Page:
Motes and Beams

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I am fascinated by the reaction to Lawrence O’Donnell’s criticism of Mormon orthodoxy. I understand why many Mormons would feel hurt by O’Donnell’s criticism. Personally, I don’t have a problem with O’Donnell’s criticism, in part, because I find it difficult to disagree with him and, in part, I have embraced the reality that my heritage, which has bestowed many privileges and opportunities upon me, is inseparably intertwined with various aspects of evil. Due to my own journey, I appreciate, however, how trying it can be to be associated with racism and the like for one’s religion.

That is all the more true when one believes that racism, polygamy, and the like are well behind us. Although I disagree because polygamous and racist doctrines continue to rear their ugly heads in our midst, often to the detriment of our children, even I have to admit that there has been progress.

I am wondering though, how any Mormon can possibly be surprised that other Americans would be afraid of us in light of our record of abusing the democratic process at the expense of our gay and lesbian neighbors. Proposition 22 only happened in 2000 and continues to be the precedent for an ongoing campaign against a vulnerable minority. As recently as in 2006, Gordon Hinckley chose to support Bill Frist’s efforts to enshrine discrimination in the United States Constitution.

How can it be that all those people who were so happy when the discrimination against Mormons of African descent was lifted, didn’t object when the next minority was targeted for discrimination? Did you think that this would not affect our own rights?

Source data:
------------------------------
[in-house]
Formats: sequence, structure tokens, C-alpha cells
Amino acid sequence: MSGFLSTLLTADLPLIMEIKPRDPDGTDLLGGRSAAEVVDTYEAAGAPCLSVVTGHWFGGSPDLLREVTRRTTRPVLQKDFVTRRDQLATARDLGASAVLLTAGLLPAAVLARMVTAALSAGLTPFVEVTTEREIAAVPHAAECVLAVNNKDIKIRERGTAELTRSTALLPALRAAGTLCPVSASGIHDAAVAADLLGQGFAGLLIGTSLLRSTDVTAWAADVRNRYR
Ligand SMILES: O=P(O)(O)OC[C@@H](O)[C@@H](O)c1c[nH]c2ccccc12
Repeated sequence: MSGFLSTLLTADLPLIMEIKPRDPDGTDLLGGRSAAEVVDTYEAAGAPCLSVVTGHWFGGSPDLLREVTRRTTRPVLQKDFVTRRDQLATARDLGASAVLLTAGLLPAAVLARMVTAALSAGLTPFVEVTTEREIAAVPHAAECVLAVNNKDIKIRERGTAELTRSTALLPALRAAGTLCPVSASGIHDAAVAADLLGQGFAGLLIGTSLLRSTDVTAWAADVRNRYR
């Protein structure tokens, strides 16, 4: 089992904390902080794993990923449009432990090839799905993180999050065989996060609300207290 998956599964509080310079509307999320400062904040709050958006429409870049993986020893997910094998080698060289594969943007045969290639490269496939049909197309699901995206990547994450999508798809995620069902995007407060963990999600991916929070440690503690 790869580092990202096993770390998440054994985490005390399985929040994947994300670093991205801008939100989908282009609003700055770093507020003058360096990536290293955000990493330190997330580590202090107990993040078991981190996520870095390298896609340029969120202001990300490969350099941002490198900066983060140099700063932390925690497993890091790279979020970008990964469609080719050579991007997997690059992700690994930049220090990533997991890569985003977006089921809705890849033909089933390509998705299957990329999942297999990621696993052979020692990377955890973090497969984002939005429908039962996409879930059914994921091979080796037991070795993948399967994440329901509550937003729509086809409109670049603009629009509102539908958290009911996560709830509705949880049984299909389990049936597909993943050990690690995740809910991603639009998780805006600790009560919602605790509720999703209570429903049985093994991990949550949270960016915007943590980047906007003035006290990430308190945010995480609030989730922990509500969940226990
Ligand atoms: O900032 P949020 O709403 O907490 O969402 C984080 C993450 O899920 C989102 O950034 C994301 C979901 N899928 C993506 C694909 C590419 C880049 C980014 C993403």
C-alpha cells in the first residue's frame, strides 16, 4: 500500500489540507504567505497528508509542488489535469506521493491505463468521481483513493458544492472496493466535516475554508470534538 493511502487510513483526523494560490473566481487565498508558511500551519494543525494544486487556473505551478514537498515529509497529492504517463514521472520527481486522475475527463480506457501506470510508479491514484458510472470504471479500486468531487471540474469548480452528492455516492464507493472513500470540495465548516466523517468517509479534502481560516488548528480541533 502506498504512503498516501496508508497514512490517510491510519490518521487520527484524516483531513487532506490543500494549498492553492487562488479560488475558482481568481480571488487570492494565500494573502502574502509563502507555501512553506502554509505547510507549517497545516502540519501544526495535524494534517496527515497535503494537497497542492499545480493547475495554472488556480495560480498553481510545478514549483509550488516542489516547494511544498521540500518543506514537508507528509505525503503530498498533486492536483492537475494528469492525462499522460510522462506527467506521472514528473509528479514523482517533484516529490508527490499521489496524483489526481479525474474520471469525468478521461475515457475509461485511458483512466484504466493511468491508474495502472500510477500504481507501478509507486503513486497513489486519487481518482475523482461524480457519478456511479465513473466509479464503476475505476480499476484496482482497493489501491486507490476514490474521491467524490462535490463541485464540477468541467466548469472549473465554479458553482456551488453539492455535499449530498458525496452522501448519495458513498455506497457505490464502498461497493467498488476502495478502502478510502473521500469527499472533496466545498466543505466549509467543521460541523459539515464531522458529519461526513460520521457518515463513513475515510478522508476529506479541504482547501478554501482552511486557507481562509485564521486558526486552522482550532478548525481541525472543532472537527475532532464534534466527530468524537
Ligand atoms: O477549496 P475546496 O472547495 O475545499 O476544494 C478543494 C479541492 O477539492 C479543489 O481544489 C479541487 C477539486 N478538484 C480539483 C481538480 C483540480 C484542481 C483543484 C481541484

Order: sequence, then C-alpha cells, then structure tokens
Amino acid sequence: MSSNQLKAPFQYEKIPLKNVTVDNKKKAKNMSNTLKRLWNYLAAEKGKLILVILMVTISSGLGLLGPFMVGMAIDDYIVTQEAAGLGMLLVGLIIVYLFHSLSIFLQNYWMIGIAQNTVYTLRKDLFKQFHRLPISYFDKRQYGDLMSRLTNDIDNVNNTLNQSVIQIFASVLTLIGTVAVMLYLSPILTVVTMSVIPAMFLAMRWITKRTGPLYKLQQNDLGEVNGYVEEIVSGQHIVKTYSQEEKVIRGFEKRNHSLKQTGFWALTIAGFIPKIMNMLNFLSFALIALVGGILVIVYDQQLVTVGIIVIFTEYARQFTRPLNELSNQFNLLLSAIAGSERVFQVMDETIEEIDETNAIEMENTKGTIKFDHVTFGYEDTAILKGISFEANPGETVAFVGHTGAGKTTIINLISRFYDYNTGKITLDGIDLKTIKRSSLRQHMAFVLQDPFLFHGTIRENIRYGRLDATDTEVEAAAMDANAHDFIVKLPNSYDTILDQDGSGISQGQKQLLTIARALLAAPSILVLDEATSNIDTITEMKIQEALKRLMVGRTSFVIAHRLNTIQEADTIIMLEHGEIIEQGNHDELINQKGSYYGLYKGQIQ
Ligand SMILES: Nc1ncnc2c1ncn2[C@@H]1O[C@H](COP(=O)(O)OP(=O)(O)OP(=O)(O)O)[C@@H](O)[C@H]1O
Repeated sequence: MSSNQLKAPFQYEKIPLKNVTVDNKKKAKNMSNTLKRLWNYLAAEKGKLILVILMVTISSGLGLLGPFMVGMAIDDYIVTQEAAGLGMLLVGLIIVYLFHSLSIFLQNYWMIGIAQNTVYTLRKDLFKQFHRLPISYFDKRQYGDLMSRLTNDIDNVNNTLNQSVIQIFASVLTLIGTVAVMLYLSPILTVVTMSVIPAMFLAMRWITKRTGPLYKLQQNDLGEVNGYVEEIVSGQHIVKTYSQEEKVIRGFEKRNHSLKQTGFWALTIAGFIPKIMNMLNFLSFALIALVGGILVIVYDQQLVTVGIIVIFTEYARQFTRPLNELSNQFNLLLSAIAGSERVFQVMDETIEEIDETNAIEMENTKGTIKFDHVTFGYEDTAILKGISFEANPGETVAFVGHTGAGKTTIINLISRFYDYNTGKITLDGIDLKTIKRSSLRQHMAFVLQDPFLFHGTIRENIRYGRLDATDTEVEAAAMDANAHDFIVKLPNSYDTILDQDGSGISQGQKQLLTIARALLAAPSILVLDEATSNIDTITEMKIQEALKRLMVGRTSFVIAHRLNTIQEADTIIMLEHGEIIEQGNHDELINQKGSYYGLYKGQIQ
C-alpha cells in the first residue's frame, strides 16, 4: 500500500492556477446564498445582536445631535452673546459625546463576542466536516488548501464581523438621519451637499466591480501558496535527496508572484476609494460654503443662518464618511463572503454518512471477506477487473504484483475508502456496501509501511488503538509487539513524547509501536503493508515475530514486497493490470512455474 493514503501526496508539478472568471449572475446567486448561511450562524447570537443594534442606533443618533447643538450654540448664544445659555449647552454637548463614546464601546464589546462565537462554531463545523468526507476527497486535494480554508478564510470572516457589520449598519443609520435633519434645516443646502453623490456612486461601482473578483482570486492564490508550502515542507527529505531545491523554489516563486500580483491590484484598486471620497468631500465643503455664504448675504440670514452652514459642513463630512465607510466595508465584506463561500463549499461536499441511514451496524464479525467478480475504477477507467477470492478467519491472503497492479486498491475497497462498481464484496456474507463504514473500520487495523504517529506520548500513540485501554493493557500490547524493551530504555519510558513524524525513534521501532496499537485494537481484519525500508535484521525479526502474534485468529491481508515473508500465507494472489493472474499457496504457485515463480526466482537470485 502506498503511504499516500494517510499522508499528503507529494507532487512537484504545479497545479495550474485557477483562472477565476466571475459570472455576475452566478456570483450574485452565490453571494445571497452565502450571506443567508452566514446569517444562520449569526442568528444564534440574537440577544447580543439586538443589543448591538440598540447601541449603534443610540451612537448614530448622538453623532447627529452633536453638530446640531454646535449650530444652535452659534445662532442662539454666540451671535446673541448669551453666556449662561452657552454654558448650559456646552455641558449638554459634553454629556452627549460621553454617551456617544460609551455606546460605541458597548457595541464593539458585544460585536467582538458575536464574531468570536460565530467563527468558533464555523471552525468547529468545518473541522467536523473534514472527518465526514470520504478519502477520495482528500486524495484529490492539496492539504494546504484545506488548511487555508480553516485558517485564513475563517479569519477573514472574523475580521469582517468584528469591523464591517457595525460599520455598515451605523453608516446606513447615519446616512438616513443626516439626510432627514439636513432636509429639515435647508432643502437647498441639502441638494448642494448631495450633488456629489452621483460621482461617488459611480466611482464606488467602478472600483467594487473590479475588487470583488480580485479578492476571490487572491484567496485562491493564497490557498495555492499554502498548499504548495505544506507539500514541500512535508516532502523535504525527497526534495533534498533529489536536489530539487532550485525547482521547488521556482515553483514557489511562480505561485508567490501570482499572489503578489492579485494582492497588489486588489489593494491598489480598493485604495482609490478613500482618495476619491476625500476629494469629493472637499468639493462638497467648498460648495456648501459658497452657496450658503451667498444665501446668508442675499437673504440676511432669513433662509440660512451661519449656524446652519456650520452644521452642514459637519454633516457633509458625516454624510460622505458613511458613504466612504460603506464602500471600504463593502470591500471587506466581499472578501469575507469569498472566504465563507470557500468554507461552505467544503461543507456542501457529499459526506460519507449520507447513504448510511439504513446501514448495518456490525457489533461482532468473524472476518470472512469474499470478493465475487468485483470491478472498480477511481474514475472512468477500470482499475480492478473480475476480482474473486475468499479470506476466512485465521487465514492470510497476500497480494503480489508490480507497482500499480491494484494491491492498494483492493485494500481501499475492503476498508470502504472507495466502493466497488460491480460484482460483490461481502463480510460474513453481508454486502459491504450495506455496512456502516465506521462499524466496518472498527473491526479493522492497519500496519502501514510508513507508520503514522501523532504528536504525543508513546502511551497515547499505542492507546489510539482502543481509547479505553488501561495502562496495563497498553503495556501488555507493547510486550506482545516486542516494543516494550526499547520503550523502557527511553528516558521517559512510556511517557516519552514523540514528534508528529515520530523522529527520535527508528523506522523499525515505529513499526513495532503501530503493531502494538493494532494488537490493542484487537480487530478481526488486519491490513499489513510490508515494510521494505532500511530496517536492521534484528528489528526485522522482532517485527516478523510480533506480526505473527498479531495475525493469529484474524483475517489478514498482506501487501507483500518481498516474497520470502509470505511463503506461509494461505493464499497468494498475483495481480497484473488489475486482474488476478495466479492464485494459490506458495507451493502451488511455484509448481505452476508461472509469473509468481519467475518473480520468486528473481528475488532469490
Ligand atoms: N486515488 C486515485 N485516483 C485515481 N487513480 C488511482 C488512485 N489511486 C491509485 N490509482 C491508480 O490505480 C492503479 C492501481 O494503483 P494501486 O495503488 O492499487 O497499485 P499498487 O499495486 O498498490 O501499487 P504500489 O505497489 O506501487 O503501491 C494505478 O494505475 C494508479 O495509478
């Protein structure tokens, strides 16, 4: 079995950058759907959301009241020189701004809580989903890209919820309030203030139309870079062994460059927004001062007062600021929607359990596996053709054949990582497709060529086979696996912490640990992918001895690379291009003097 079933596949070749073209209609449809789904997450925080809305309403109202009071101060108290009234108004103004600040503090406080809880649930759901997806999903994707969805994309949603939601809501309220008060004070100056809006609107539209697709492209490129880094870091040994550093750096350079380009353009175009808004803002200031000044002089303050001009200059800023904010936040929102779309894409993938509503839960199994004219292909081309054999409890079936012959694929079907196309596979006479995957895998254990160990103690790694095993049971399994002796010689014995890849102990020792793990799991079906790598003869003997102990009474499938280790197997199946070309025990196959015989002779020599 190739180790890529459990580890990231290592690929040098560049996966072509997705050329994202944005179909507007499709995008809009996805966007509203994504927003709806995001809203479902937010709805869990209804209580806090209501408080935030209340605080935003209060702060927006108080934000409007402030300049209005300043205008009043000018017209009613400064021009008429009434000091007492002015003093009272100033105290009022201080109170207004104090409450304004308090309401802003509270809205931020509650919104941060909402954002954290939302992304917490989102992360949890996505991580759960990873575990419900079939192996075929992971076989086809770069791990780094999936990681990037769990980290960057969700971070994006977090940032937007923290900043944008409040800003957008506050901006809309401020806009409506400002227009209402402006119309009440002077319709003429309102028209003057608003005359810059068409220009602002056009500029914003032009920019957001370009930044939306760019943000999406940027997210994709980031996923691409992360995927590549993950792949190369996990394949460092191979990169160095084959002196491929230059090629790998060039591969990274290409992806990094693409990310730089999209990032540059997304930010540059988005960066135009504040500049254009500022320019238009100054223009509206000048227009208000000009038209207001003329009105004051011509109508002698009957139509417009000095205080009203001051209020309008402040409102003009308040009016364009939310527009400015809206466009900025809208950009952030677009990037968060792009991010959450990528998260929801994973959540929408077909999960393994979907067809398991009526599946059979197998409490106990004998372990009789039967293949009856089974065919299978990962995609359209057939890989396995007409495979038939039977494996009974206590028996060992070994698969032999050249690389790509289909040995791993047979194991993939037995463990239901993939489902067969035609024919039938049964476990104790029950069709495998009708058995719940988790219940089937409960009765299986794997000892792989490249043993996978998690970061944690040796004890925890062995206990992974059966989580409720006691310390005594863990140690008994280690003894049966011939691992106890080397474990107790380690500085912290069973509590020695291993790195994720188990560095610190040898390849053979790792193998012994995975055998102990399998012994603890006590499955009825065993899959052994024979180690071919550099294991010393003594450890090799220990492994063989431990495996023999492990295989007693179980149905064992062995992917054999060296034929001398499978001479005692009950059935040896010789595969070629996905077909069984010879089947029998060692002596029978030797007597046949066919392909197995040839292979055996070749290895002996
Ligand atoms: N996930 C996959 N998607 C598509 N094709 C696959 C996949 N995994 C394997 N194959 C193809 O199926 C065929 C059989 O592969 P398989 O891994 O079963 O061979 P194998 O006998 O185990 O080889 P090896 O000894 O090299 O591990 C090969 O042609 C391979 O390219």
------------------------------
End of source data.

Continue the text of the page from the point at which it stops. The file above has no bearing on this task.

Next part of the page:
Thanks to our enduring discriminatory agenda, we are remaining in a poor position when our own rights are under assault.

The need for religious tolerance is predicated on the fact that religion is a matter of conscience, which means that religious obligations can only apply to believers. Believers who want to enjoy the benefits of citizenship in a world of religious diversity should not use their religious organizations to deny other people the benefits of citizenship and humanity.

Mitt Romney’s campaign is inadvertently but predictably shining the spotlight on the ugly reality of communal bigotry. Unfortunately, some of that light reveals our own reflections. There is good indication that we are not beyond institutional, cultural, doctrinal, and personal racism. It is all the more tragic that our leaders have chosen to appeal to our baser instincts once more before we had entirely put the ghosts of christmas past behind us.

Instead of getting angry at Lawrence O’Donnell, we need to ask ourselves how we can assure our fellow citizens that we will respect their rights. That begins with the rights of those who are the most different from ourselves.